The majority of Britons support vaccine passports but recognise concerns about the potential issues they could cause, a new poll by Ipsos MORI UK KnowledgePanel has found.
There is particularly strong support for the use of vaccine passports from people who are travelling abroad (78 percent), for visiting relatives in hospitals (74 percent) or care homes (78 percent).
Seven in ten say they should be needed to go to the theatre or an indoor concert (68 percent), while six in ten support needing one to go to the pub or eat out in a restaurant (62 percent), or to go to the gym (63 percent).
Britons also want to see vaccine passorts being a requirement for certain jobs. For example, eight in ten say that they should be required to work on the frontline in the NHS or care sector (79 percent), seven in ten say the same about teaching (69 percent), and two thirds think they should be needed to work as a tradesperson in people’s homes (66 percent), in a restaurant or pub (65 percent), or in a supermarket (63 percent).
Support and concerns
While Britons recognise some of the ethical or legal issues surrounding vaccine passports, six in ten think the potential benefits to the economy outweigh any concerns (62 percent). Vaccine passports are seen as critical to getting businesses open (60 percent), and a good alternative to lockdowns (61 percent). They are also seen as a useful means of encouraging people to get vaccinated (61 percent).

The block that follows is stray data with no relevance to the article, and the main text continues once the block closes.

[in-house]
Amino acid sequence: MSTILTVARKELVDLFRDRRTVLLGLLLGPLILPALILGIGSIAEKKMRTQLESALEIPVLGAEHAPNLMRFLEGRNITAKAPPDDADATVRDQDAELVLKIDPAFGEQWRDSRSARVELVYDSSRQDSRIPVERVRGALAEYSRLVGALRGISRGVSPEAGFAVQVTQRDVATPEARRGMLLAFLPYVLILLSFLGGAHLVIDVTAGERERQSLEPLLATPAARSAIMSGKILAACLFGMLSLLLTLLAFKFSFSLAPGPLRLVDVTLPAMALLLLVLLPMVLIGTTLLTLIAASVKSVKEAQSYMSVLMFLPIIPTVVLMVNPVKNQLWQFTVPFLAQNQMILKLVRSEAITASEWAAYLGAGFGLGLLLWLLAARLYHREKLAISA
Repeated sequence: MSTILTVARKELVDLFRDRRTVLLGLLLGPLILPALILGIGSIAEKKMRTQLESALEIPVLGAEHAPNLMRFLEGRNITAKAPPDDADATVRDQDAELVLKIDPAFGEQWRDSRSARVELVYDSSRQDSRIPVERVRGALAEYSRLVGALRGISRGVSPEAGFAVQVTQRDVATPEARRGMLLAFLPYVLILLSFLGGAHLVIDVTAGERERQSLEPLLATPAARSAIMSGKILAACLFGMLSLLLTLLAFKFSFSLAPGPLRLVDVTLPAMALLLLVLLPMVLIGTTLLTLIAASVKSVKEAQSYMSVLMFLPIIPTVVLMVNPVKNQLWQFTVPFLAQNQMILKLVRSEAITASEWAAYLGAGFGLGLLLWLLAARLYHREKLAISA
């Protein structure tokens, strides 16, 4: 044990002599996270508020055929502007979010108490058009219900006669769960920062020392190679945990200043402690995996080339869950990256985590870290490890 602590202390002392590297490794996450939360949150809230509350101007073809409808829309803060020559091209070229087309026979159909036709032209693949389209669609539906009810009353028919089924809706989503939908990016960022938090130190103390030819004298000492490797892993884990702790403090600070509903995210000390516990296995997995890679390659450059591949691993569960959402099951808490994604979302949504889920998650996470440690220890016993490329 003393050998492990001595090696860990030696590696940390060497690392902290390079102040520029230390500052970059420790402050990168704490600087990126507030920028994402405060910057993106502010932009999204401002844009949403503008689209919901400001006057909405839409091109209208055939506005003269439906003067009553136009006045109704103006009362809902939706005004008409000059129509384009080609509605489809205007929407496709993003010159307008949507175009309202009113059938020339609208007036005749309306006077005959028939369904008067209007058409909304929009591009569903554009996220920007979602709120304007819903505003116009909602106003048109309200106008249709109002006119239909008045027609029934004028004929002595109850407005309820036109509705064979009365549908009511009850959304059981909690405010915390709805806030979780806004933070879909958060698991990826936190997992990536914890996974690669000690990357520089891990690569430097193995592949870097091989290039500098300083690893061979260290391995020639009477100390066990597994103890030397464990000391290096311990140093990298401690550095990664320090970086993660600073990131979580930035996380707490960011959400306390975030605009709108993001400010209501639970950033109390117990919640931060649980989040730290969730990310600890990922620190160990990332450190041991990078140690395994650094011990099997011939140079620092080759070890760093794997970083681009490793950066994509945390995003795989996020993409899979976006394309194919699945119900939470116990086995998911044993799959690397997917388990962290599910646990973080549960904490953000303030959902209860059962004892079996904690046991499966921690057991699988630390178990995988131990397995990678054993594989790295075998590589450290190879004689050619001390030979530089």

However, there are some notes of caution in the findings. One in five think the ethical and legal concerns outweigh any potential benefits to the economy (22 percent), and half say that vaccine passports may lead to inequalities (52 percent agree that they will lead to an unequal society by restricting what people who haven’t received the vaccine can do).
There are also important differences by age, ethnicity and deprivation. For example, younger people, ethnic minority Britons, and those in more deprived areas express more concern about the legal and ethical issues, and are less likely to support their use. These groups have seen the lowest levels of vaccine confidence.
Ipsos MORI interviewed a representative sample of 8,352 people over 16 in the UK. Interviews were conducted online from 18 to 24 March, 2021.